One of the most controversial, yet beloved and hated films of all times, this depiction of the violent final hours in the life of Jesus is perhaps the life accomplishment of the enigmatic Mel Gibson – who sank millions of his own money into his vision of portraying a graphic account of what Jesus endured on our behalf.
As a result, Gibson has been basically blacklisted in Hollywood and the press – for daring to defy political correctness. Panned by critics, the film was embraced by the public – even Muslims in such countries as Egypt viewed it over and over. U.S., Canadian and British churches bought out theaters for multiple weeks. Folks who had given up on Hollywood and not attended a movie in decades returned again and again to cry and pray at the sight of Jesus’ sacrifice, which transformed world history.
The film grossed a record-destroying $370 million in the U.S., then another $241 million worldwide with little having to be shared with investors – since Gibson couldn’t find many. The Passion remains the top-earning R-rated (for its graphic depiction of Christ’s beating and execution) of all time as well as the top-earning non-English language film in history – with not a word uttered on screen in anything but Latin, Hebrew and Aramaic.
It should be no surprise that it was ignored by the Academy Awards, nominated for three minor nods, but winning none. However, it was showered with recognition elsewhere, including the National Board of Review’s Award for Freedom of Expression, the People's Choice Awards for Favorite Motion Picture Drama, the Motion Picture Sound Editors’ Golden Reel Award, USA Today’s Consumers Choice for Favorite Movie Award, the American Society of Composers, Authors and Publishers’ Henry Mancini Award and Gospel Music Association Dove Awards for the best Original Motion Picture Soundtrack and best Instrumental Album of the Year.
The story opens in the Garden of Gethsemane where Jesus is praying alone, burdened with His eternal destiny. Betrayed by Judas Iscariot, He is arrested and taken before the leaders of the Pharisees, who confront him with accusations of blasphemy. Pontius Pilate, the Roman governor of Palestine, listens to the charges – and knows none of them deserve death. Pilate defers to King Herod, who sends Him back to Pilate, who thinks he can placate the howling mob by brutally flogging Jesus. They are not appeased – not until Jesus is inhumanely executed between two common thieves.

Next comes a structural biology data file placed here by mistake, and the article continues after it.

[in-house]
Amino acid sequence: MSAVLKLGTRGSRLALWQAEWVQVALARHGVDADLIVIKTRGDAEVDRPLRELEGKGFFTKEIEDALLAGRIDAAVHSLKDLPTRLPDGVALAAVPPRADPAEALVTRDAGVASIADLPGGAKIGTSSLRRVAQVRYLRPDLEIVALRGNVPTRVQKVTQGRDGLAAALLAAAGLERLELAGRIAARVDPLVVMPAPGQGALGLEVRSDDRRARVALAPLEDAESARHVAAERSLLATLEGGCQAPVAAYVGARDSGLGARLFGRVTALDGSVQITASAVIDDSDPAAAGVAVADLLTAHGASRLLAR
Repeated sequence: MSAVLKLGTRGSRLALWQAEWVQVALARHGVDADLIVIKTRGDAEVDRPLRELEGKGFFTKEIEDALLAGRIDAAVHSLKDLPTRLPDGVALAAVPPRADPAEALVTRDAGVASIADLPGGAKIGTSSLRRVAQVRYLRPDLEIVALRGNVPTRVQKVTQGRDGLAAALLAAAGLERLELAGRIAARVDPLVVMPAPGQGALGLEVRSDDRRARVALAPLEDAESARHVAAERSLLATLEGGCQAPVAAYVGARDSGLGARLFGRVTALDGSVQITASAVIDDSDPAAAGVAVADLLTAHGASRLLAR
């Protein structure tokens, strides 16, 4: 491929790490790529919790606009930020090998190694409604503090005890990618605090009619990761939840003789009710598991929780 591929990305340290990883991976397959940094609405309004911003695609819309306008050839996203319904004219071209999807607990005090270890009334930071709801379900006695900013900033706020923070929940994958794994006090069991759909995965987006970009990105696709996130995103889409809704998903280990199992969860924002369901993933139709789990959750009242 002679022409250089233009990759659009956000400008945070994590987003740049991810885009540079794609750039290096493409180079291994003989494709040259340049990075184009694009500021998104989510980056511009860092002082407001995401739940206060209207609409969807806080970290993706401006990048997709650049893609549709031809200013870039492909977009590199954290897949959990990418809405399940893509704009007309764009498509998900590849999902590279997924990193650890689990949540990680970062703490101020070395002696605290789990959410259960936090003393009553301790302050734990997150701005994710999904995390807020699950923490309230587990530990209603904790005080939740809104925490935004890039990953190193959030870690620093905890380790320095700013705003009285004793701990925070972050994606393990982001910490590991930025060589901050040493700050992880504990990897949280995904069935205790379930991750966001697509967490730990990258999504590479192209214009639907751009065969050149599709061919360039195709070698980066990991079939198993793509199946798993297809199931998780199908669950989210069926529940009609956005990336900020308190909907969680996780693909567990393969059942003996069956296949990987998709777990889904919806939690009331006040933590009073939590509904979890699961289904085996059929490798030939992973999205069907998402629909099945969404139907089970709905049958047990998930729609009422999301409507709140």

The film is neither preachy nor pedantic, but presents the historical figure of Jesus Christ and the beauty of His philosophy and teachings. It has been much-maligned for supposed anti-semitic content, but the story is taken straight from the Gospels of Matthew, Mark, Luke and John.
One cannot help but be inspired by the unquestionably flawed Gibson who doggedly refused to shy away from sensitive topics to create a sterile, gutless flick. His courage and artistic integrity still out-weigh his various much-publicized stupidities that the press and entertainment industry delight in flaunting, retelling, parodying and then retelling once more just to make sure we got the message that they detest this guy who followed his vision and would not cave into some of the most intense peer pressure ever experienced by any filmmaker.
~ Rob Kerby
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